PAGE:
“You look around and see all these socioeconomic factors: immigration, education, the labor force, the workforce, the demand for STEM, the relentless acceleration of technology, the critical-mass numbers of Hispanics—all of these coming together,” Tamez says. “The time is now, and I have this sense of urgency because I’m leading the best-kept secret in STEM.”
Her vision for SHPE? “In one word: catalyst,” she says. “SHPE as a catalyst wherein SHPE steps up, takes action, builds consensus, leads the change, and influences the outcomes.”
But being that catalyst has been more difficult that Tamez could have imagined. She knew it wouldn’t be easy, but she’s been surprised by the challenges she’s facing.
First, there’s the competition. “How does SHPE get the recognition it deserves?” Tamez asks. “I thought litigation was competitive, but these professional societies in STEM are very competitive. No doubt, in many instances we collaborate and partner. But in many more instances we are competing for the same small buckets of money.”
And, according to Tamez, the playing field isn’t level. Funding often comes from an organization’s D&I budget, and Tamez has spoken publicly about the disparity SHPE experiences here. “There are the ‘haves’ and the ‘have nots’ when it comes to diversity and inclusion,” she says. “When budgets are small or are being slashed, for some reason Hispanics are getting the short end of the stick. I see it every day. ‘We’re going to fund this organization in the millions of dollars, but we’re not sure we have the budget for your organization.’
“Look to who is making the decisions about where the D&I monies are being invested,” she continues. “We actually have to diversify diversity. We need to make diversity more inclusive.”
Perhaps just as troubling—if not more so, because it’s on a more personal level—are the biases Tamez occasionally experiences in interactions with certain folks in the STEM space. Since her decades of work in the male-dominated legal field, she actually has experienced an uptick in chauvinistic microaggressions in her new role. “Maybe it’s the CEO title and position, but I feel that men—chiefly, Latinos, unfortunately—are trying to put me in my place, in sometimes subtle and sometimes not-so-subtle ways,” she says. She recounts comments such as, “Raquel, you’re not being sensitive enough,” and “Raquel, you’re trying to flex your muscles.”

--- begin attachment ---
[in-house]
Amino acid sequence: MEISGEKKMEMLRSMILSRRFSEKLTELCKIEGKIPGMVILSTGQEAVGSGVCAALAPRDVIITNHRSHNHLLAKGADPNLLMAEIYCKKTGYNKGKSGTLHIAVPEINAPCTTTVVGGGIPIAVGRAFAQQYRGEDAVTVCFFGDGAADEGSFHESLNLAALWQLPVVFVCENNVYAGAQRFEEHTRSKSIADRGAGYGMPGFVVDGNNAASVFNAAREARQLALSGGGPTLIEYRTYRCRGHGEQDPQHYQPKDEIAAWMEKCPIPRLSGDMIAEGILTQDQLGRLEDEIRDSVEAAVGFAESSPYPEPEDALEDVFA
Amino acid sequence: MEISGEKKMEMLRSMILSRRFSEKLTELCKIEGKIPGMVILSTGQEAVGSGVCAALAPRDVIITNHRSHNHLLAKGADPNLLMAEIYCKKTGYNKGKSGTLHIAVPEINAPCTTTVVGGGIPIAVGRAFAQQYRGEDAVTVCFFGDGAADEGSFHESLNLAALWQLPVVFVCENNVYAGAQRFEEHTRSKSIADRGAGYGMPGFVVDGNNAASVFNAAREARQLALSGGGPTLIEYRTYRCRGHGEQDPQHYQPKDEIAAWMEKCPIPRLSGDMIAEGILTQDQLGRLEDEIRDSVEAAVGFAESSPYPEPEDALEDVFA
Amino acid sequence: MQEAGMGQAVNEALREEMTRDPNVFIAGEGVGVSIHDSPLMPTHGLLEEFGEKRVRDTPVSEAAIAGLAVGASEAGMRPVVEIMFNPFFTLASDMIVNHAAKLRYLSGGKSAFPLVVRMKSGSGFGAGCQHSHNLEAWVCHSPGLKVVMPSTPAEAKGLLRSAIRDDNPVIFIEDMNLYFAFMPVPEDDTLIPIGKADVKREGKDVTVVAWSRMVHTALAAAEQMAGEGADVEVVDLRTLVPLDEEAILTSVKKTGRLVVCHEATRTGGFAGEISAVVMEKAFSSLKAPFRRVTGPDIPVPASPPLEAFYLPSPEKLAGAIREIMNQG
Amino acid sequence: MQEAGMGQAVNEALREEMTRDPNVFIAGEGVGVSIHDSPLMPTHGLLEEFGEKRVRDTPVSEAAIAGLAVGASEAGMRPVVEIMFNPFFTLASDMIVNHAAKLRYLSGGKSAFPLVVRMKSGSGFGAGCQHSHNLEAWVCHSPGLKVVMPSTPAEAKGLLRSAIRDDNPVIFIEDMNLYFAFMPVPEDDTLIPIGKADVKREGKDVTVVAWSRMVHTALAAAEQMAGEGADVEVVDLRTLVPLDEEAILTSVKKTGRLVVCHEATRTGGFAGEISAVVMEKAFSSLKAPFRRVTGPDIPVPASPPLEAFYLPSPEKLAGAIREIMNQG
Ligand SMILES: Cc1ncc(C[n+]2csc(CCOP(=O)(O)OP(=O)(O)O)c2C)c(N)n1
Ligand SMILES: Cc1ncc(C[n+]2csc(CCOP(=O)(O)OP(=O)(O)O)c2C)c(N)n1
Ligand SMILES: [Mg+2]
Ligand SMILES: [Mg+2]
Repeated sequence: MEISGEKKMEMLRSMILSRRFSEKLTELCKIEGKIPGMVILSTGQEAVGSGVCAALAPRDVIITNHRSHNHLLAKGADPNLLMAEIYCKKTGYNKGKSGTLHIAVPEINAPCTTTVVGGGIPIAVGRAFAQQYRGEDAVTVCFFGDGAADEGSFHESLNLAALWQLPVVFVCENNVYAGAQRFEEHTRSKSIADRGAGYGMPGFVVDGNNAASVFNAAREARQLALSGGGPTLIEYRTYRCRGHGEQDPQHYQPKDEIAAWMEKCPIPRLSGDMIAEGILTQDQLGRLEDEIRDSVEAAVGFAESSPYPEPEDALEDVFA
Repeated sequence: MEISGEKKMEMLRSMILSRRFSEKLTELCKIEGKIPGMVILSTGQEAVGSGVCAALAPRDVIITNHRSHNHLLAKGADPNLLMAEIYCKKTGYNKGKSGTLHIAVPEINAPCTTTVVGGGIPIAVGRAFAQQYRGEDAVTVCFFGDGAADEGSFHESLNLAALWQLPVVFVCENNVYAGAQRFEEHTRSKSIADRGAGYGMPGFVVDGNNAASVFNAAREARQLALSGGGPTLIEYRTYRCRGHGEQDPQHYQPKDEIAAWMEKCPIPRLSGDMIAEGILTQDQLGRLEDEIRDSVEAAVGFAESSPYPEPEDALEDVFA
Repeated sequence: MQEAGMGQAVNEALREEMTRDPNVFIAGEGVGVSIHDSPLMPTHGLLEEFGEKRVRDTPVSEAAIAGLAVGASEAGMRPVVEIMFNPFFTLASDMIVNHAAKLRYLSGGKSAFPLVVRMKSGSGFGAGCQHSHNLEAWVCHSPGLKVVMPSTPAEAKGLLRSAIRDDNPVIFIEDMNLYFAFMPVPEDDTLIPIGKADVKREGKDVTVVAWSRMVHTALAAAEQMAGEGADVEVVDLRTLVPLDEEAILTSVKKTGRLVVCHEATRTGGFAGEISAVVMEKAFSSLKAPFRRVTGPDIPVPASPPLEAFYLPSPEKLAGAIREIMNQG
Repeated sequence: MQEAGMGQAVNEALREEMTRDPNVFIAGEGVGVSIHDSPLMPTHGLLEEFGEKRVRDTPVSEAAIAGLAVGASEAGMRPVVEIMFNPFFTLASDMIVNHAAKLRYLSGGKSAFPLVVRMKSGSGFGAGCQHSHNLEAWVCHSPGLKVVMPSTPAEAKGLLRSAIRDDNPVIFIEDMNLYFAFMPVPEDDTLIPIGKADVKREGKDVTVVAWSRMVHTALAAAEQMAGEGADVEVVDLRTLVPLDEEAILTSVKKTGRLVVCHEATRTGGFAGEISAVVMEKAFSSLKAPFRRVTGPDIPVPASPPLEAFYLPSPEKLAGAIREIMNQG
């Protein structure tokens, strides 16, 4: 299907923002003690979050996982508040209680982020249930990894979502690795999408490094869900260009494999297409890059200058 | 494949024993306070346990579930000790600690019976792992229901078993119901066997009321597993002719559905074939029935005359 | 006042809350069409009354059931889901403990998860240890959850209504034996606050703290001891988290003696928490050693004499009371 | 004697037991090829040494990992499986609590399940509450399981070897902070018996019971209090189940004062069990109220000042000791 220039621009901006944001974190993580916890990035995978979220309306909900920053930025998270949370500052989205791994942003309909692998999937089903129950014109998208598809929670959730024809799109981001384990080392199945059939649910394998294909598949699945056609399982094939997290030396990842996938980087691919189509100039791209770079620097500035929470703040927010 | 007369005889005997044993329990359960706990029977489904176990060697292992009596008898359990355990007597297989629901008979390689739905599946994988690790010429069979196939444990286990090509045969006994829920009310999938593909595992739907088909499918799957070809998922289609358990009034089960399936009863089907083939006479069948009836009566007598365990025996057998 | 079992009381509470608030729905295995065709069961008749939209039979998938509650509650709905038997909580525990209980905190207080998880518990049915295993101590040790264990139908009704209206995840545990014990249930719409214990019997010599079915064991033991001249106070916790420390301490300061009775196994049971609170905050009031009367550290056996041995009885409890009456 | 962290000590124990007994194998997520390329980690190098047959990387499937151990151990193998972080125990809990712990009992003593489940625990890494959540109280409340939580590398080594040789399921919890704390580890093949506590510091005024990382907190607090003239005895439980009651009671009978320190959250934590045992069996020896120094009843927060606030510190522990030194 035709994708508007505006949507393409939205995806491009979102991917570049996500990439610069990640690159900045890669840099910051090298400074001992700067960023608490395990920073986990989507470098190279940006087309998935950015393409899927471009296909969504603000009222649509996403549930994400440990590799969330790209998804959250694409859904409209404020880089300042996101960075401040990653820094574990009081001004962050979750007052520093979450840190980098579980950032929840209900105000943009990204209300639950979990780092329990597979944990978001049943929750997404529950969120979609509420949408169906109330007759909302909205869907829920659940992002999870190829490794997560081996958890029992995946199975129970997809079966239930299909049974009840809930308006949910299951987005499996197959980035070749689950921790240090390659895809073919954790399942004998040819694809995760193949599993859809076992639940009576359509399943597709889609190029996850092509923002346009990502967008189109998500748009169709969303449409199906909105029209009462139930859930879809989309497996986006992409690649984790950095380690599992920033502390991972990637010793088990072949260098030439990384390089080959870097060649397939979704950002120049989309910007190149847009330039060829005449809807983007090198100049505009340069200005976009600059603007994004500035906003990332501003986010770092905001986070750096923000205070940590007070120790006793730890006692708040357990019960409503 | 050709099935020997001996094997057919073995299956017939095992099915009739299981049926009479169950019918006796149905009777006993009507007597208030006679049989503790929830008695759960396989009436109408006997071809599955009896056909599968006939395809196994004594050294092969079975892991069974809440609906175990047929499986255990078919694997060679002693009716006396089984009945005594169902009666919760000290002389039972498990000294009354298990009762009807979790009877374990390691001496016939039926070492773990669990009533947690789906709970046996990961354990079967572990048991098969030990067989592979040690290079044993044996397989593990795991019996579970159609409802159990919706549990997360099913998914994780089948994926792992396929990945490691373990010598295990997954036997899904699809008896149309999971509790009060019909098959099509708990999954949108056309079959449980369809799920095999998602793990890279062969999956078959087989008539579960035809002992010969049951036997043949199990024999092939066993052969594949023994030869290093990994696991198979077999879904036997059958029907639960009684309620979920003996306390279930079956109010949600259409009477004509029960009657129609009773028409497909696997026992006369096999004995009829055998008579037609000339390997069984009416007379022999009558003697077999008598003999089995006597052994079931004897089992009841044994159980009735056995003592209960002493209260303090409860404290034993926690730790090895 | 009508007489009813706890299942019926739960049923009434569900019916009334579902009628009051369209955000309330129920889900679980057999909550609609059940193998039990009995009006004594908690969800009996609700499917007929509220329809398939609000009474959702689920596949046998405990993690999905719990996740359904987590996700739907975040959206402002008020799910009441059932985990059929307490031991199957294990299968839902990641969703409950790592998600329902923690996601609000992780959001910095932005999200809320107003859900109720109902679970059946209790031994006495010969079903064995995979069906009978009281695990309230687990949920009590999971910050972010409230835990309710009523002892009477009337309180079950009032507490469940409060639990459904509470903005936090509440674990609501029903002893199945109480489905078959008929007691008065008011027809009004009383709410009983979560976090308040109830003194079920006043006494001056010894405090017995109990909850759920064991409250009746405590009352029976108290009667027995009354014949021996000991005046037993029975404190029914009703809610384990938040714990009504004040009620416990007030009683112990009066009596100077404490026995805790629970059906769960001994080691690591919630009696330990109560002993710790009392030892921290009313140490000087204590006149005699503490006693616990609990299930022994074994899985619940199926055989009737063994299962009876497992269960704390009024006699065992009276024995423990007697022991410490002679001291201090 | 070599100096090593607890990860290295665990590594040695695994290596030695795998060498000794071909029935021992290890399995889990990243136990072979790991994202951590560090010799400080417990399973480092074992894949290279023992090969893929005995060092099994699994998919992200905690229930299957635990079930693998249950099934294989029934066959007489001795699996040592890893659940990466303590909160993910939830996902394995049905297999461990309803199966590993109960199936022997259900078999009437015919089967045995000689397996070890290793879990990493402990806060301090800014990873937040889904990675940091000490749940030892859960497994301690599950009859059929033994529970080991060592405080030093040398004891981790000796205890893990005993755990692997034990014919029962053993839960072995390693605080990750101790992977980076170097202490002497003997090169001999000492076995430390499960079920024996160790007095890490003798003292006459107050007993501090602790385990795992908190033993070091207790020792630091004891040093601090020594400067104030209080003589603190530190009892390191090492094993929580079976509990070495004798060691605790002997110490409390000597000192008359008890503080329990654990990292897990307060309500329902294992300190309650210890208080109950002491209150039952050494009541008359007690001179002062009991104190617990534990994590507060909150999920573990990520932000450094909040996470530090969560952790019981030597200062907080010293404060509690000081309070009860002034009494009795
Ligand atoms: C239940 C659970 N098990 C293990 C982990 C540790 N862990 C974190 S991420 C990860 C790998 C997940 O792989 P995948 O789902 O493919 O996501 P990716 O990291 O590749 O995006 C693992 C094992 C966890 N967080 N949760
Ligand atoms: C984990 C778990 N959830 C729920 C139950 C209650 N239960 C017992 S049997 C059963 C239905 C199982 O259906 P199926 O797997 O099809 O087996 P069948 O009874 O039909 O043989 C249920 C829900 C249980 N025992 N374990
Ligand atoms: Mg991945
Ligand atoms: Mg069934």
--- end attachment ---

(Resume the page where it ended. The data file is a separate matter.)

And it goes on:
“When would they ever say that to a male CEO?” she asks. “They wouldn’t.”
“Being CEO is very lonely. You are part of the board of directors, but not really. You are part of the staff, but not really. To whom does a CEO go to commiserate?”
While experiencing these biases, she is simultaneously leading her team and advising “SHPEtinas” (Latina members of SHPE) to overcome the same challenges, which leaves little time for her to process situations appropriately. “How do I captain when I’m grappling with something?” she says. “Being CEO is very lonely. You are part of the board of directors, but not really. You are part of the staff, but not really. To whom does a CEO go to commiserate?”
Tamez knows that the best way to find strength through the adversity she is facing is to unite with others in similar situations. She dreams of creating a sisterhood with other Latina leaders—so much that she already has a name for it.
She plans to call it FLEX: Feisty Latina Executives. A name with multifaceted meaning. A way of turning belittling microaggressions—“You’re a feisty Latina,” and “Raquel, you’re just trying to flex your muscles”—into an empowering catalyst for change.
Stay tuned for a FLEX event coming your way in the near future. Tamez is on a mission, and she’s issuing a call to action for Latina executives to join her.